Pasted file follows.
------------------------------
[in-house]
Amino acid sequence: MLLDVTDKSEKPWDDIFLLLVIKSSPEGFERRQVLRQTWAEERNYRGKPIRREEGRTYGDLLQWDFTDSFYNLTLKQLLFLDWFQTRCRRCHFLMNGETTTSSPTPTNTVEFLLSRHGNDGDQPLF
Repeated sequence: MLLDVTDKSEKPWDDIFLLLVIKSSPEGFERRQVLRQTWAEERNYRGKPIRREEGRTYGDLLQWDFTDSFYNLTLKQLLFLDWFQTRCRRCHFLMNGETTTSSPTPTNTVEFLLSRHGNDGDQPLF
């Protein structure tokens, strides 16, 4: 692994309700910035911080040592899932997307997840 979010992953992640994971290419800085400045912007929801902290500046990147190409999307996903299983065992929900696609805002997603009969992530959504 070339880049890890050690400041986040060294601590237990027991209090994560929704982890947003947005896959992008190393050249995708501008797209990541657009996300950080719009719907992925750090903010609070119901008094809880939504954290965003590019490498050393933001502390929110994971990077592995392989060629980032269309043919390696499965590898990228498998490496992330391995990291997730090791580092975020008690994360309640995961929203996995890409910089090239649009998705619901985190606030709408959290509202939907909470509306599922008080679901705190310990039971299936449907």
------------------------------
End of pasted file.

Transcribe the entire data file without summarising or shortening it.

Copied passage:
[in-house]
Amino acid sequence: MLLDVTDKSEKPWDDIFLLLVIKSSPEGFERRQVLRQTWAEERNYRGKPIRREEGRTYGDLLQWDFTDSFYNLTLKQLLFLDWFQTRCRRCHFLMNGETTTSSPTPTNTVEFLLSRHGNDGDQPLF
Repeated sequence: MLLDVTDKSEKPWDDIFLLLVIKSSPEGFERRQVLRQTWAEERNYRGKPIRREEGRTYGDLLQWDFTDSFYNLTLKQLLFLDWFQTRCRRCHFLMNGETTTSSPTPTNTVEFLLSRHGNDGDQPLF
């Protein structure tokens, strides 16, 4: 692994309700910035911080040592899932997307997840 979010992953992640994971290419800085400045912007929801902290500046990147190409999307996903299983065992929900696609805002997603009969992530959504 070339880049890890050690400041986040060294601590237990027991209090994560929704982890947003947005896959992008190393050249995708501008797209990541657009996300950080719009719907992925750090903010609070119901008094809880939504954290965003590019490498050393933001502390929110994971990077592995392989060629980032269309043919390696499965590898990228498998490496992330391995990291997730090791580092975020008690994360309640995961929203996995890409910089090239649009998705619901985190606030709408959290509202939907909470509306599922008080679901705190310990039971299936449907």